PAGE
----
Karl Borch Lecture 2004

Karl Borch Lecture 2004

The Karl Borch Lecture is an annual lecture held by world-class scholars on a current research topic.

The Karl Borch Lecture Series was established in 2002 by the Department, in honor of Borch.
The lecture is on a current research topic and given by distinguished scholars, whose research capture the pioneering spirit of Karl Borch, but not necessarily his fields of research in a narrow sense.

The Karl Borch Lecture is sponsored by the Institute for Research in Economics and Business Administration (SNF).

Karl Borch Lecture 2004

The 3rd Karl Borch Lecture was given by Professor Robert Wilson, Stanford University, on the topic

Risk Management in Liberalized Electricity Markets

The lecture was held at NHH on Friday October 29 2004 (12.15-13.45 in Finn E. Kydland's Aud.).

Please see the press release (in Norwegian) for further details. An abstract, a partial draft and slides are also available.

Professor Wilson also gave an additional lecture, in the Department's Seminar Series, on Thursday October 28 2004, entitled Characterizations of Stable Equilibria of Games (based on two papers: abstract, slides, paper 1, paper 2).


Karl Borch Lectures 2002-2016
Thursday 06.10.2016, 12.15-13.45, Karl Borch's Aud.

Andrew W. Lo, Massachusetts Institute of Technology

Can Financial Engineering Cure Cancer?

Thursday 03.09.2015, 12.15-13.45, Agnar Sandmo's Aud.

Lasse Heje Pedersen, Copenhagen Business School

Efficiently Inefficient

Friday 24.05.2013, 12.15-13.45, Karl Borch's Aud.

David M. Kreps, Stanford University

Motivation versus Incentives

Thursday 31.05.2012, 12.15-13.45, Karl Borch's Aud.

Eduardo Schwartz, University of California, Los Angeles

The Real Options Approach to Valuation: Challenges and Opportunities

Tuesday 23.08.2011, 13.10-14.20, Dag Coward's Aud.

John Y. Campbell, Harvard University

Investing and Spending: The Twin Challenges of Endowment Management

Friday 07.05.2010, 12.15-13.45, Karl Borch's Aud.

Christian Gollier, Toulouse 1 Capitole University

The economics of long term discounting

Monday 08.06.2009, 12.15-13.45, Karl Borch's Aud.

Jacques Drèze, Université catholique de Louvain

When Borch's Theorem does not apply: Some key implications of market incompleteness, with policy relevance today

Friday 05.09.2008, 12.15-13.45, Karl Borch's Aud.

Mark Rubinstein, University of California, Berkeley

Great Moments in Financial Economics: The Hidden History

Friday 08.06.2007, 12.15-13.45, Aud. E

Hayne Leland, University of California, Berkeley

The Optimal Financial Scope of the Firm

Friday 12.05.2006, 12.15-13.45, Aud. C

Stephen A. Ross, Massachusetts Institute of Technology

A Neoclassical Look at Behavioral Finance: A Tale of Two Anomalies

Friday 23.09.2005, 12.15-13.45, Karl Borch's Aud.

Michael Brennan, University of California, Los Angeles

Changing attitudes towards risk

Friday 29.10.2004, 12.15-13.45, Finn E. Kydland's Aud.

Robert Wilson, Stanford University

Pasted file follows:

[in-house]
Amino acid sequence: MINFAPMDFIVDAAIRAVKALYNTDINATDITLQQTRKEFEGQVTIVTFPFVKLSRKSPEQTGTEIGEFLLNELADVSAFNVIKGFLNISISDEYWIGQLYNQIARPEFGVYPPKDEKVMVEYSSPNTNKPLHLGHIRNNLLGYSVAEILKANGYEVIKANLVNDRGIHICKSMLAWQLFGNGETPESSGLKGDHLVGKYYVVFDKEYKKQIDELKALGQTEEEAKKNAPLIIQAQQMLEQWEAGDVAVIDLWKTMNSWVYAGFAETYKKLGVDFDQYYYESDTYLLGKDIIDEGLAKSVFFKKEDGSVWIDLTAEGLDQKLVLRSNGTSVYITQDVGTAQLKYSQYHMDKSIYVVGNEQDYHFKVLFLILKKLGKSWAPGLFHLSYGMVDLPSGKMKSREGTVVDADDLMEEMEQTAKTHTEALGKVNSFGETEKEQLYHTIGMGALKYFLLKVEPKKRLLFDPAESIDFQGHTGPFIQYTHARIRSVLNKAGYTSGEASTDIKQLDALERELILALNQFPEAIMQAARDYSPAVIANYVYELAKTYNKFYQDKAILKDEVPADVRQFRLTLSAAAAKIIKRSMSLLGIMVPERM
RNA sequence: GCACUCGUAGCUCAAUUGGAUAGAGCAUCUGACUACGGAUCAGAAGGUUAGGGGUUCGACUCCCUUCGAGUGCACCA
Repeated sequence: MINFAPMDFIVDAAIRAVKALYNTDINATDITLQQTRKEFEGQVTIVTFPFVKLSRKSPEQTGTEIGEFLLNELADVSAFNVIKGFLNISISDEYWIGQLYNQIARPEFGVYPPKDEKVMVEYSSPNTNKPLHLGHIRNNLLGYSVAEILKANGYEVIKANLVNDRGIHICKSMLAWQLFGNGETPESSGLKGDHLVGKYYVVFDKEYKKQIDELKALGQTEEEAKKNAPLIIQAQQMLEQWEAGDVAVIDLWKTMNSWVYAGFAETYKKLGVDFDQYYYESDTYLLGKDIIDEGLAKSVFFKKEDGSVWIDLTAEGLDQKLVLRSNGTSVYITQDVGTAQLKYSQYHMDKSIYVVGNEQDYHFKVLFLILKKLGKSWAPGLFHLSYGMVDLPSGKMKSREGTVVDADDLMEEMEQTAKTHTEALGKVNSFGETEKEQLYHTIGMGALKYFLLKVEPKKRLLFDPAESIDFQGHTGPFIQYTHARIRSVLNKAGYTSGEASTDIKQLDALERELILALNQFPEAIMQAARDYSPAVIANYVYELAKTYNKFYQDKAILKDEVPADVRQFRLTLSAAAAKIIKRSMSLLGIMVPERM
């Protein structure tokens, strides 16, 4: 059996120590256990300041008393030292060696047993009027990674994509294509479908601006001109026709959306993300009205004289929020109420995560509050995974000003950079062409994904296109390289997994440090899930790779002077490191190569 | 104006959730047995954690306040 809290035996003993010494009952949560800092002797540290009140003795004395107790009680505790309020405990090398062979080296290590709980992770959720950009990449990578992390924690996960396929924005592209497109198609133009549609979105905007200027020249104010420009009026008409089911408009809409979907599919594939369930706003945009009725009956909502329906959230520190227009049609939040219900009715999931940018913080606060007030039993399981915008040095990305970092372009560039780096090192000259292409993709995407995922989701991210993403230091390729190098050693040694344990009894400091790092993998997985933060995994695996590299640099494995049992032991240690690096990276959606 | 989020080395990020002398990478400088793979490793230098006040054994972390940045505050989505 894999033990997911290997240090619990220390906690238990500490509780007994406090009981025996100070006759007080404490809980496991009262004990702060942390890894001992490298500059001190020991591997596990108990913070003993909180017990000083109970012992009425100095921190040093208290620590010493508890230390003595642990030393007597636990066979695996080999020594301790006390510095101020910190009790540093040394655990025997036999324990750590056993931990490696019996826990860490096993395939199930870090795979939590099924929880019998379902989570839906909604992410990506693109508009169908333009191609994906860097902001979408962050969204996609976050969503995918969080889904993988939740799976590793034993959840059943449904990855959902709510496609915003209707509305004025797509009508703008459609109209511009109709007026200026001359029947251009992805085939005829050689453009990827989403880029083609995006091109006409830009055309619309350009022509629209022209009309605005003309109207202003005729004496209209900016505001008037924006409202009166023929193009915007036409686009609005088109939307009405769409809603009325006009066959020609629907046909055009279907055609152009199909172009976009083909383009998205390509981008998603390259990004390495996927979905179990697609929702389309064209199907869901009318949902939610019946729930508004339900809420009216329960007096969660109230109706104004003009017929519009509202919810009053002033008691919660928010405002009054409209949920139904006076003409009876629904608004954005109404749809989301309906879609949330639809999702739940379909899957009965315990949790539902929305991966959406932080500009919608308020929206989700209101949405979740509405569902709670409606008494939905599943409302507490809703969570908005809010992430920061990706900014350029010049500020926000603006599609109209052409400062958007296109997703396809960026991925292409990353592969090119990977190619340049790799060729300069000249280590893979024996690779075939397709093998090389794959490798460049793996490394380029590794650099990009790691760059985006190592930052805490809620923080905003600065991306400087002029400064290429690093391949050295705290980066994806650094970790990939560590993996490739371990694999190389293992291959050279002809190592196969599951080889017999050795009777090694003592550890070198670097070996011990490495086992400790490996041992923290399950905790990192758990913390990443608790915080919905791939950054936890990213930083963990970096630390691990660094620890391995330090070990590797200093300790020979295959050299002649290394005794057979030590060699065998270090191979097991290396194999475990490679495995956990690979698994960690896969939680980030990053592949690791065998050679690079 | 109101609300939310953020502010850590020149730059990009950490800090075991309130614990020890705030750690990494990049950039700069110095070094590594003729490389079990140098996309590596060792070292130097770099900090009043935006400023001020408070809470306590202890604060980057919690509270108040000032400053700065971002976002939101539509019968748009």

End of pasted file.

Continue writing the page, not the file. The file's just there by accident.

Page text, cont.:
Risk Management in Liberalized Electricity Markets

Thursday 15.05.2003, 12.15-13.45, Aud. E

Oliver Hart, Harvard University

Firms versus Contracts

Friday 03.05.2002, 13.15-14.45, Aud. E

Bengt Holmström, Massachusetts Institute of Technology

Liquidity and Insurance

Karl H. Borch

Karl H. Borch was a professor at NHH between 1963 and 1986, and is considered one of the founders of economics of uncertainty, counting 150 scientific articles in journals and conference proceedings, and three books.

Robert Wilson

Robert Wilson is the Adams Distinguished Professor of Management, Emeritus, at the Stanford Business School, where he has been on the faculty since 1964.

His research and teaching are on market design, pricing, negotiation, and related topics concerning industrial organization and information economics. He is an expert on game theory and its applications.

Professor Wilson has been a major contributor to auction designs and competitive bidding strategies in the oil, communication, and power industries, and to the design of innovative pricing schemes. His work on pricing of priority service for electric power has been implemented in the utility industry.

His book on Nonlinear Pricing (Oxford Press, 1993) is an encyclopedic analysis of tariff design and related topics for public utilities, including power, communications, and transport; it won the 1995 Leo Melamed Prize, awarded biannually by the University of Chicago for “outstanding scholarship by a business professor.”

His work on game theory includes wage bargaining and strikes, and in legal contexts, settlement negotiations. He has authored some of the basic studies of reputational effects in predatory pricing, price wars, and other competitive battles.

He has published approximately 100 articles in professional journals and books. He has been an associate editor of several journals, and delivered several public lectures.

He is an elected member of the National Academy of Sciences, and a fellow, former officer and Council member of the Econometric Society. NHH conferred an honorary Doctor of Economics degree in 1986, and the University of Chicago, an honorary Doctor of Laws degree in 1995.